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This time a week ago, the extent of the devastation following the Manchester attack at a pop concert was still coming to light. At the same time, however, something else was happening. People were coming together. Fundraising appeals were sprouting up everywhere as the stories of those affected were being shared.

From Chris Parker, a homeless man who held a dying woman in his arms, to taxi drivers, local businesses and members of the public - everyone stepped up.

Manchester Evening News set up their own appeal on JustGiving in partnership with The Red Cross.

On their page, they wrote: "At least 22 people have been killed and 59 injured after a terrorist attack at the Manchester Arena.

"Manchester Evening News readers have been asking how they can help, so we have started this fund to help support the families in the aftermath of the attack.

"The money raised by the Manchester Evening News and its readers will be administered by the British Red Cross, who are offering support to affected families. All of it will go to the families."

News of the appeal spread far and wide, and it caught the attention of lots of celebrities.

Eminem shared the appeal to his 20 million followers on Twitter...

And Justin Timberlake followed suit, tweeting the link to his 60 million followers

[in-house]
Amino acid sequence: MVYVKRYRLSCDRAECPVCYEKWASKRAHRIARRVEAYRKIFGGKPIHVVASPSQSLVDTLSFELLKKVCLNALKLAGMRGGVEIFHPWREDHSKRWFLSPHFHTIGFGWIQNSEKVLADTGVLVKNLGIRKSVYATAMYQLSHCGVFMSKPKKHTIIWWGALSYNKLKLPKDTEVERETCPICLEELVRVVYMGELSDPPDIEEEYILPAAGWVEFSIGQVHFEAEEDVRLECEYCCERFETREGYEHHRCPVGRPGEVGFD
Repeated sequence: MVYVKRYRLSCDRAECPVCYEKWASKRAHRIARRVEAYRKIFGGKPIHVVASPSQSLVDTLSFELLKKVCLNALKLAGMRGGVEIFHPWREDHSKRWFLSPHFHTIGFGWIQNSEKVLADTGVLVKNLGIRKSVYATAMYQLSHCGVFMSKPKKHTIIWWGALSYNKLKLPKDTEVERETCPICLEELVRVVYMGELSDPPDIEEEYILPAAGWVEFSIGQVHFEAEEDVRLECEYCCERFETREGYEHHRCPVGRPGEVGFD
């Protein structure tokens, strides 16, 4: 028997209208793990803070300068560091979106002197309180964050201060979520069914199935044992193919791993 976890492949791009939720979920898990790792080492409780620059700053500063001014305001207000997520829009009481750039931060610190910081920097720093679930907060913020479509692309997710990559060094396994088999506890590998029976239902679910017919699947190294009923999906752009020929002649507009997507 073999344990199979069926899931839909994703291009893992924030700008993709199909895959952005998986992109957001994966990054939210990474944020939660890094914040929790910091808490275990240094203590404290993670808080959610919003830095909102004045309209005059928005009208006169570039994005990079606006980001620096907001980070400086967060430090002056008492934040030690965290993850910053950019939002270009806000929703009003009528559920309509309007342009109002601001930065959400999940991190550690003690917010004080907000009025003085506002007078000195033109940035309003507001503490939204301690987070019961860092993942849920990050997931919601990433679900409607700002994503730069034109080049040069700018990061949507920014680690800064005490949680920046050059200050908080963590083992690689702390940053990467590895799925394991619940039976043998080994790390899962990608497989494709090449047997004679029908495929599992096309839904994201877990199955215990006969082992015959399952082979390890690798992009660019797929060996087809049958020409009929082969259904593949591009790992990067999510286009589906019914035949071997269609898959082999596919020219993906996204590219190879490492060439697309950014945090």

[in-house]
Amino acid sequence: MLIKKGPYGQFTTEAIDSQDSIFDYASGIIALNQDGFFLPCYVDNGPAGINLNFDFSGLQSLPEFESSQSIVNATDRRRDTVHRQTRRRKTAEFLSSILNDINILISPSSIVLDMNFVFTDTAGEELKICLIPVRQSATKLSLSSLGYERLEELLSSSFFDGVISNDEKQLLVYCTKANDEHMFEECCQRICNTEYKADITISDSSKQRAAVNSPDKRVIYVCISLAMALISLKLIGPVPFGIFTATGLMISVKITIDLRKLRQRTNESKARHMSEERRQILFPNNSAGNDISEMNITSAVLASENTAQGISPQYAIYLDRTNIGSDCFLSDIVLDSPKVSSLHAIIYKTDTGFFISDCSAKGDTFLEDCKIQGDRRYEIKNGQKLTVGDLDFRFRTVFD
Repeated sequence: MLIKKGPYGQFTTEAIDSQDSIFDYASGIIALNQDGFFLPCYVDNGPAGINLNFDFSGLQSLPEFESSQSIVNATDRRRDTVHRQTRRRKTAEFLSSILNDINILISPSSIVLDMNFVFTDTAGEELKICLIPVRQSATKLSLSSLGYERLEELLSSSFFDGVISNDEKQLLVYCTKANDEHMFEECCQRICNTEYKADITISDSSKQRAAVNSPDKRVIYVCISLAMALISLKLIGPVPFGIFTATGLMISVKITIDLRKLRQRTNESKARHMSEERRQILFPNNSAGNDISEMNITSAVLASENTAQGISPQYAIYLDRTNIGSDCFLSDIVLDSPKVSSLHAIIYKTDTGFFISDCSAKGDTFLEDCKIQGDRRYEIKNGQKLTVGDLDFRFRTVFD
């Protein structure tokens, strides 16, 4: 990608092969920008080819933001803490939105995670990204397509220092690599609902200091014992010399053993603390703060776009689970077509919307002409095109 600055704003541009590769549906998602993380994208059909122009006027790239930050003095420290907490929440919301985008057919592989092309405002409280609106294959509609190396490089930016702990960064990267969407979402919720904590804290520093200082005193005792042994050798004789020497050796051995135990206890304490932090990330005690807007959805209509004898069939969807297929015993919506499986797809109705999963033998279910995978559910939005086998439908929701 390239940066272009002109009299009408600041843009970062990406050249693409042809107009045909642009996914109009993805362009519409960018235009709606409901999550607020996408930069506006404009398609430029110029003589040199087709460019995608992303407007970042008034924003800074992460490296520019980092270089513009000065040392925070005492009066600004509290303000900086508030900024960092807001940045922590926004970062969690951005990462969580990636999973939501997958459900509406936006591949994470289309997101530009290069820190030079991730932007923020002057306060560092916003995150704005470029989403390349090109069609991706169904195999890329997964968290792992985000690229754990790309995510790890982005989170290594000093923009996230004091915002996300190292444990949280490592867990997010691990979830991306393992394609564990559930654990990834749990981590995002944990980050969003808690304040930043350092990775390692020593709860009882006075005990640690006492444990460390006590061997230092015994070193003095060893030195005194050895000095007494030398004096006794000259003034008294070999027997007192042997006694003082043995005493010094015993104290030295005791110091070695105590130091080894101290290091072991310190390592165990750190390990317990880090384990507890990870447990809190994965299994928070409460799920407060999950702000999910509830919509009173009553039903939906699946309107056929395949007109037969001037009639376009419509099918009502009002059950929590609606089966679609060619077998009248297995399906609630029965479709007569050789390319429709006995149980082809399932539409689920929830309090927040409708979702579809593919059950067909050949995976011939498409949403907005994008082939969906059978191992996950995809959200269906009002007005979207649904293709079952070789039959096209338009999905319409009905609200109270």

At the time of writing, the total money raised for families sits at an incredible £1,855,884.

53,944 people have pledged their money to help those affected.

This comes after Manchester City and Manchester United jointly pledged £1 million to the victims and their families, with clothing brand Boohoo also donating £100,000.

Incredible effort all round.

If you want to help MEN and British Red Cross reach their target of £2 million, you can donate here.

Featured Image Credit: PA Images

Mel Ramsay

Mel Ramsay is an NCTJ trained Trending Journalist at LADbible and has worked here since 2015. She launched the 'LAD of the Week' feature in 2016 and has run it single-handedly ever since. She started her career writing obituaries and funeral guides online. Since then, her work has been published in a wide variety of national and local news sites. She is part of the BBC's Generation project and has spoken about young people, politics and mental health on television, radio and online.

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